Ronald George Wreyford Norrish

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Wreyford, Ronald George Norrish was a British chemist who won the Nobel Prize in Chemistry in 1967 for his research into ultrafast chemical reactions. Along with George Porter and Mafred Eigen, he was a co-recipient of the award. Norrish worked on the invention of “flash photolysis” and kinetic spectroscopy for the exploration and observation of very fast reactions with his former student George Porter from 1949 to 1965. When Norrish developed the most astounding modification to Draper’s law, his contribution to chemistry became substantial and he received worldwide fame. The quantity of dynamic rate of photochemical change, according to John Draper, is exactly proportional to the product of light intensity and time. Norrish, on the other hand, demonstrated that it is proportional to the square root of light intensity. Norrish was a man who exuded boundless vitality. He enjoyed meeting people from other countries and walks of life, as well as traveling to different parts of the globe.

Childhood and Adolescence

Norrish was born on November 9, 1897, in Cambridge, to Herbert and Amy Norrish. His father migrated to Cambridge to start his pharmacy after growing up in Crediton, Devonshire.
He attended a local boarding school for his early education before winning a scholarship at the Perse Grammar School in 1910.

He received a scholarship through an admission examination in 1915 and enrolled in Emmanuel College, Cambridge, to study Natural Sciences.
The Royal Field Artillery assigned Norrish to military duty in 1916 for service in France during World War I.
In 1918, German forces kidnapped him and sent him to Germany, where he remained for the rest of the war.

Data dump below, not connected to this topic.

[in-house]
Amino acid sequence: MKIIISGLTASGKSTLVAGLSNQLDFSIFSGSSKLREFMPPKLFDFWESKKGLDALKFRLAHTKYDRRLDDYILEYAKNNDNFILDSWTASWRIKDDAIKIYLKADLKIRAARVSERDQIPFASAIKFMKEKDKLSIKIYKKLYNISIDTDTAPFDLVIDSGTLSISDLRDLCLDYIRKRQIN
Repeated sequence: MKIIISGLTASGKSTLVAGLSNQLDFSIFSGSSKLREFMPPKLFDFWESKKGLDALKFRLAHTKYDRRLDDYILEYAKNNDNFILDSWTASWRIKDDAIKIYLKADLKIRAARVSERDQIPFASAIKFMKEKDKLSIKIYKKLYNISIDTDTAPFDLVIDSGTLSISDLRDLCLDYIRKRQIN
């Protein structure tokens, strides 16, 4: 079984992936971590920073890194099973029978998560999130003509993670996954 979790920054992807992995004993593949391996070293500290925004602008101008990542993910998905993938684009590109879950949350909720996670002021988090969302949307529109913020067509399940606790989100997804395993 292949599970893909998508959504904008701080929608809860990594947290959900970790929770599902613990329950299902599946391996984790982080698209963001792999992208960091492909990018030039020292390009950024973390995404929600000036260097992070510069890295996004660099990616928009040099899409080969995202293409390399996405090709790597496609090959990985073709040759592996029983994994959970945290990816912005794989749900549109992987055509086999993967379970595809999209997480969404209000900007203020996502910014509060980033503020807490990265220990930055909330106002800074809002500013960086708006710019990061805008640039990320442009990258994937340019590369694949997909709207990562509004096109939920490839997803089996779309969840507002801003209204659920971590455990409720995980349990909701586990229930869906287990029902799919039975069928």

In 1919, he was repatriated to Cambridge. He continued with his Emmanuel College study. Despite this little interruption in his studies, he was able to earn a double first in Natural Sciences. After 1925, he became a research fellow there.

The Career of Ronald

Norrish was inspired by Eric Redeal, with whom he began his first photochemistry research project.
He was hired as a lecturer in the University of Cambridge’s department of physical chemistry in 1930. He was raised to the rank of professor in 1937.
He retired from Cambridge University as a Professor Emeritus in 1965.

Ronald’s Major Projects

Norrish had the opportunity to work with some exceptionally insightful students at Cambridge University, with whom he conducted considerable research in the fields of photochemistry and reaction kinetics, including combustion and polymerization.

Unfortunately, when the Second World War broke out in 1940, his studies came to a standstill. During that time, he continued to oversee the department and teach. He was collaborating with government groups and actively working on his research ideas.

After World War II ended in 1945, he resumed his research on transients in short-lived chemical processes.
From 1949 through 1965, Norrish worked on “Flash Photolysis” and “Kinetic Spectroscopy,” the most effective methods for investigating all parts of a chemical reaction, alongside his student George Porter (who is now a professor).

His other research interests included the mechanisms of chain reactions, such as combustion and the production of polymers.
He was a gifted researcher who always provided a thorough theoretical explanation for his findings.

The ‘Norwegian Reaction’ was one of his main achievements.
He continued to serve as an industry consultant and with individual pupils after retiring in 1965.

Achievements & Awards

In 1936, Norrish was named a Fellow of the Royal Society (FRS).
In 1967, he shared the Nobel Prize in Chemistry with George Porter and Manfred Eigen for their research on quick chemical reactions for their discovery of Flash Photolysis.

He also received the Raphael Meldola Medal (1926), the Davy Medal (1958), the Bernard Lewis Gold Medal (1964), and the IET Faraday Medal (1965).

He was a member of the Royal Society, the Royal Society of Chemistry, the Polish Chemical Society, the British Association for the Advancement of Science, and the New York Academy of Sciences, among others.

Personal History and Legacy

Norrish married Annie Smith, a lecturer at Cardiff’s University of Wales, in 1926. They are the proud parents of two daughters and four grandchildren.
Norrish died in Cambridge on June 7, 1978, at the age of 81.

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